Both runoff generation processes and rainfall characteristics are assumed to affect the tail behaviour of flood peak distributions. Rainfall distributions have been suggested to govern flood peak distributions beyond a certain return period. Here, we analysed where such a threshold return period lies and if this is linked to catchment characteristics. In addition, we were interested in processes that govern flood peak tail behaviour for return periods below this threshold return period. In particular, we analysed whether nonlinear runoff generation that is caused by threshold processes leads to heavy-tailed flood peak distributions. To address these questions, we used a simulation-based approach consisting of a weather generator and a rainfall–runoff model. Long time series of precipitation and streamflow were generated and their tail behaviour subsequently assessed.

We found that the threshold return period (RP) beyond which the rainfall tail dominates the flood peak distribution varies strongly between catchments. For the majority of the analysed synthetic catchments, the threshold RP lies between 100 and 500 years. Overall, threshold RPs from below 2 years to beyond 6000 years were estimated. We found that the threshold RP increases with an increasing ratio of catchment storage to mean annual precipitation (MAP). MAP reflects here the overall catchment wetness and controls the mean event rainfall depth. The larger the storage–MAP ratio in a catchment, the higher is the threshold RP beyond which the rainfall tail dominates the tail of the flood peak distribution.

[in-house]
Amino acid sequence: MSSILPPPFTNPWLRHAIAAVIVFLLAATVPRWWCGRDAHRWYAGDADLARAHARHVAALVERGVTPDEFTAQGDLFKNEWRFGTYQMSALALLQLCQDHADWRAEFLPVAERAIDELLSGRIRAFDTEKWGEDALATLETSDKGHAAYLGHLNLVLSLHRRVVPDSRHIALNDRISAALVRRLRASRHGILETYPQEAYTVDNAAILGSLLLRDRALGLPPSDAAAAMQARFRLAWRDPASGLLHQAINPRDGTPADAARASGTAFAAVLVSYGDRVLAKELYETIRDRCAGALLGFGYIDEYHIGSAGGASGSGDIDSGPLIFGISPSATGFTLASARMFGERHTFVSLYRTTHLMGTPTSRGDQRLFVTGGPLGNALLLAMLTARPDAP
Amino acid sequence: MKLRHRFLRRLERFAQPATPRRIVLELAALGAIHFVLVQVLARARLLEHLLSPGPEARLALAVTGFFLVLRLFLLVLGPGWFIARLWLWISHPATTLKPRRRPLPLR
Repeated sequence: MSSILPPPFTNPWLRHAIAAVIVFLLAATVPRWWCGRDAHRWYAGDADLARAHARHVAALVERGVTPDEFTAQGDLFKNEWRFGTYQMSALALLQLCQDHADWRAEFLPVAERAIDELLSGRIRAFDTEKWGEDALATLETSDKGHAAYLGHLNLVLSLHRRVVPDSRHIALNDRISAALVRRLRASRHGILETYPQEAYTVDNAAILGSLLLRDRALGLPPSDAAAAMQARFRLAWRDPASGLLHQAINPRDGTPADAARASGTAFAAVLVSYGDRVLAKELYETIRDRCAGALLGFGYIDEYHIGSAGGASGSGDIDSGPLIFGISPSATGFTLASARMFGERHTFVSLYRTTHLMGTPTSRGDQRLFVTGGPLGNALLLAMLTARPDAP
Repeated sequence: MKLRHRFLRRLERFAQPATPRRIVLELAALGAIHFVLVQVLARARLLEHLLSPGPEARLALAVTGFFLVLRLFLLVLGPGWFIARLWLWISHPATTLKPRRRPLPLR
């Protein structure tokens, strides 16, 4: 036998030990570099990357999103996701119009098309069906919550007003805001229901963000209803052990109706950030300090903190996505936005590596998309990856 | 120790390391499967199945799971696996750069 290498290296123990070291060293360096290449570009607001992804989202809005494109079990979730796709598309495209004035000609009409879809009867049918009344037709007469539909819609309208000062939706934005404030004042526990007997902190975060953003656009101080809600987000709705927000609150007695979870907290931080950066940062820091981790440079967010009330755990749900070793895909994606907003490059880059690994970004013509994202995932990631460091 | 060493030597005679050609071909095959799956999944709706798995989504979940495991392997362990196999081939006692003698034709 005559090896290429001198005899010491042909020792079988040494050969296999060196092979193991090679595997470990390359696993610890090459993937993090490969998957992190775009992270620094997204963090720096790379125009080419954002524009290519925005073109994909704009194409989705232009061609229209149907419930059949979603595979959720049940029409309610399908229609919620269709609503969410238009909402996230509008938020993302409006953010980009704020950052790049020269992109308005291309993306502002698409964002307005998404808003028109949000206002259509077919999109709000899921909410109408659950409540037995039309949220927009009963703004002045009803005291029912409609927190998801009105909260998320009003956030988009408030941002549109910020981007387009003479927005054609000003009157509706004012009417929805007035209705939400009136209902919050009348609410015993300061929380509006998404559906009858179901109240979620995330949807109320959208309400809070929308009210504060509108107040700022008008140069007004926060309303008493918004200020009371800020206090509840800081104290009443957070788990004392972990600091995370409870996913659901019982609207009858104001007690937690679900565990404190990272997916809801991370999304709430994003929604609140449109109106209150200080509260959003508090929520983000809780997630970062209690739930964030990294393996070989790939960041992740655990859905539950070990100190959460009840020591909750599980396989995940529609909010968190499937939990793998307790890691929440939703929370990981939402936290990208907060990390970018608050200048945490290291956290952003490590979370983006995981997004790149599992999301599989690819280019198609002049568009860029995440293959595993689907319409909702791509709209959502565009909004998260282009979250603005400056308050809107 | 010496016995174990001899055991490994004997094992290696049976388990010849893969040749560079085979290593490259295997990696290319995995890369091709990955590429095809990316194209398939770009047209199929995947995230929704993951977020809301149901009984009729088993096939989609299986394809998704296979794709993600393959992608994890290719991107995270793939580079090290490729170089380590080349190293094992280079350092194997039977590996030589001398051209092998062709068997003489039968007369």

When comparing the shape parameters of generalized extreme value (GEV) distributions fitted to precipitation and discharge, we found a much larger variability for the latter than for the former. Independent of the time series length, the same rainfall distribution can result in flood peak distributions that differ strongly in their tail behaviour. For time series of 200 years and more, the shape parameter of the rainfall distribution appeared like a lower bound for the shape parameters of the resulting flood peak distributions. When fitting a GEV distribution to observed flood peaks, it could therefore be useful to assume the shape parameter of the rainfall distribution as the lowest possible value for the shape parameter of the flood peak distribution. This can be especially useful when the observed record of precipitation is longer than that of streamflow, so that for the rainfall tail more robust estimations can be achieved than for the flood peak tail.